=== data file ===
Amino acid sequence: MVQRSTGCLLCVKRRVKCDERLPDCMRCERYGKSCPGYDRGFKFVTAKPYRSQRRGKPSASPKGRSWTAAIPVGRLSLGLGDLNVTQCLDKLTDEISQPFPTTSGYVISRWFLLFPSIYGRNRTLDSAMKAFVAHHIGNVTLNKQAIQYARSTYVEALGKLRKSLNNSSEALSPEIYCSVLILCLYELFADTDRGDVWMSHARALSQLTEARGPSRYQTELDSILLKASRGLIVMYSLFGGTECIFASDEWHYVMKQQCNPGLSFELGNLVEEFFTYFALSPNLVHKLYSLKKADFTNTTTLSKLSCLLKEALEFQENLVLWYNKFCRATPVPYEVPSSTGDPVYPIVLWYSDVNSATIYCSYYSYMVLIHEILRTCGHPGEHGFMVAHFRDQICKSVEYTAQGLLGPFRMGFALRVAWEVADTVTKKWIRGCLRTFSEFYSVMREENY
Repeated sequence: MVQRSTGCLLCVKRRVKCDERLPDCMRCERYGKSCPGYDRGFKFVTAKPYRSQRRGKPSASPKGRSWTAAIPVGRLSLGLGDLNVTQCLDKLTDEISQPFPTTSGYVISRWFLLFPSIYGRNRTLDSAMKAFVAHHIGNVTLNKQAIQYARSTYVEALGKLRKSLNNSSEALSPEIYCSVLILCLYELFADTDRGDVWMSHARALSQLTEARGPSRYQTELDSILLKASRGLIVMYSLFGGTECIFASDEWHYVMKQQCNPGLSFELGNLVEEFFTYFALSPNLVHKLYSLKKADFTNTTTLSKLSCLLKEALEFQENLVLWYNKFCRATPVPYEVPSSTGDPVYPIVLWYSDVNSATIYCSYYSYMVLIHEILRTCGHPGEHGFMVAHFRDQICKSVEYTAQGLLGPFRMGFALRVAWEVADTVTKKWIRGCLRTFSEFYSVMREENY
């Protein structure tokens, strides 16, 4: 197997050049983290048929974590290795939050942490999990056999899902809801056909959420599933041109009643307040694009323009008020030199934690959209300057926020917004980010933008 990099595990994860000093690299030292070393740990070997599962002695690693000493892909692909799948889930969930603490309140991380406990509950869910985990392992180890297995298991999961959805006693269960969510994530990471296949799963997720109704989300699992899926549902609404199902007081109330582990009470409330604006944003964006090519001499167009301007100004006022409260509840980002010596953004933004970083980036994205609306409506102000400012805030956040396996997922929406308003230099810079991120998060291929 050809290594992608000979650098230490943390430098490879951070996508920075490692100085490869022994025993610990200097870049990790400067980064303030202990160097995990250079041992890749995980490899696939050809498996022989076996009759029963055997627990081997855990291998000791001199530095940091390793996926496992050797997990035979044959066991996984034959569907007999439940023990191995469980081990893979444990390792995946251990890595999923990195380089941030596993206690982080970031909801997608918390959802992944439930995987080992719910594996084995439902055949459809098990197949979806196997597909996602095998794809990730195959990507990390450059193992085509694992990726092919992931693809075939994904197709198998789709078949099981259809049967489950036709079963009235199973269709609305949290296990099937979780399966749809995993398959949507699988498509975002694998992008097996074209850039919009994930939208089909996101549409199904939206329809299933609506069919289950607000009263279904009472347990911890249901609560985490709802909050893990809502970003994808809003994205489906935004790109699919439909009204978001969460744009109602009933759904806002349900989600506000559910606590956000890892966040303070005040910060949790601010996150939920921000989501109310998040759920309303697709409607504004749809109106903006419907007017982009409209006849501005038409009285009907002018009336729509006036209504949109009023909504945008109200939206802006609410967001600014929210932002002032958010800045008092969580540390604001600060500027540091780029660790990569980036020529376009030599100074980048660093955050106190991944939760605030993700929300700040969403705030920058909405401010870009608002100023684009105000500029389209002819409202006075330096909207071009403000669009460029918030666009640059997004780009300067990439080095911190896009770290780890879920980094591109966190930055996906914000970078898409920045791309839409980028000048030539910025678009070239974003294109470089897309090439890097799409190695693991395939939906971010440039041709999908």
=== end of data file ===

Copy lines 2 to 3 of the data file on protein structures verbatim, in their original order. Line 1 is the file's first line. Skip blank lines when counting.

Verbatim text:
Repeated sequence: MVQRSTGCLLCVKRRVKCDERLPDCMRCERYGKSCPGYDRGFKFVTAKPYRSQRRGKPSASPKGRSWTAAIPVGRLSLGLGDLNVTQCLDKLTDEISQPFPTTSGYVISRWFLLFPSIYGRNRTLDSAMKAFVAHHIGNVTLNKQAIQYARSTYVEALGKLRKSLNNSSEALSPEIYCSVLILCLYELFADTDRGDVWMSHARALSQLTEARGPSRYQTELDSILLKASRGLIVMYSLFGGTECIFASDEWHYVMKQQCNPGLSFELGNLVEEFFTYFALSPNLVHKLYSLKKADFTNTTTLSKLSCLLKEALEFQENLVLWYNKFCRATPVPYEVPSSTGDPVYPIVLWYSDVNSATIYCSYYSYMVLIHEILRTCGHPGEHGFMVAHFRDQICKSVEYTAQGLLGPFRMGFALRVAWEVADTVTKKWIRGCLRTFSEFYSVMREENY
């Protein structure tokens, strides 16, 4: 197997050049983290048929974590290795939050942490999990056999899902809801056909959420599933041109009643307040694009323009008020030199934690959209300057926020917004980010933008 990099595990994860000093690299030292070393740990070997599962002695690693000493892909692909799948889930969930603490309140991380406990509950869910985990392992180890297995298991999961959805006693269960969510994530990471296949799963997720109704989300699992899926549902609404199902007081109330582990009470409330604006944003964006090519001499167009301007100004006022409260509840980002010596953004933004970083980036994205609306409506102000400012805030956040396996997922929406308003230099810079991120998060291929 050809290594992608000979650098230490943390430098490879951070996508920075490692100085490869022994025993610990200097870049990790400067980064303030202990160097995990250079041992890749995980490899696939050809498996022989076996009759029963055997627990081997855990291998000791001199530095940091390793996926496992050797997990035979044959066991996984034959569907007999439940023990191995469980081990893979444990390792995946251990890595999923990195380089941030596993206690982080970031909801997608918390959802992944439930995987080992719910594996084995439902055949459809098990197949979806196997597909996602095998794809990730195959990507990390450059193992085509694992990726092919992931693809075939994904197709198998789709078949099981259809049967489950036709079963009235199973269709609305949290296990099937979780399966749809995993398959949507699988498509975002694998992008097996074209850039919009994930939208089909996101549409199904939206329809299933609506069919289950607000009263279904009472347990911890249901609560985490709802909050893990809502970003994808809003994205489906935004790109699919439909009204978001969460744009109602009933759904806002349900989600506000559910606590956000890892966040303070005040910060949790601010996150939920921000989501109310998040759920309303697709409607504004749809109106903006419907007017982009409209006849501005038409009285009907002018009336729509006036209504949109009023909504945008109200939206802006609410967001600014929210932002002032958010800045008092969580540390604001600060500027540091780029660790990569980036020529376009030599100074980048660093955050106190991944939760605030993700929300700040969403705030920058909405401010870009608002100023684009105000500029389209002819409202006075330096909207071009403000669009460029918030666009640059997004780009300067990439080095911190896009770290780890879920980094591109966190930055996906914000970078898409920045791309839409980028000048030539910025678009070239974003294109470089897309090439890097799409190695693991395939939906971010440039041709999908």